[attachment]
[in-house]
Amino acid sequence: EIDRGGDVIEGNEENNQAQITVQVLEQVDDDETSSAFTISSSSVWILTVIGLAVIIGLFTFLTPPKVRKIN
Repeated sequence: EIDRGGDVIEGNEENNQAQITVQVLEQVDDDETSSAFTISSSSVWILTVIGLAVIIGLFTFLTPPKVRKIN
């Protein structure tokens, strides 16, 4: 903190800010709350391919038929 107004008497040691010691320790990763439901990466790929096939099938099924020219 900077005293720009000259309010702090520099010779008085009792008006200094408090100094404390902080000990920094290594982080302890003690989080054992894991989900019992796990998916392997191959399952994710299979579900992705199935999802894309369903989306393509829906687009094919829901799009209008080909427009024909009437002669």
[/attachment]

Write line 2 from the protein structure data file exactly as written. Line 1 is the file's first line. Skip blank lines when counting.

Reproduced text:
Amino acid sequence: EIDRGGDVIEGNEENNQAQITVQVLEQVDDDETSSAFTISSSSVWILTVIGLAVIIGLFTFLTPPKVRKIN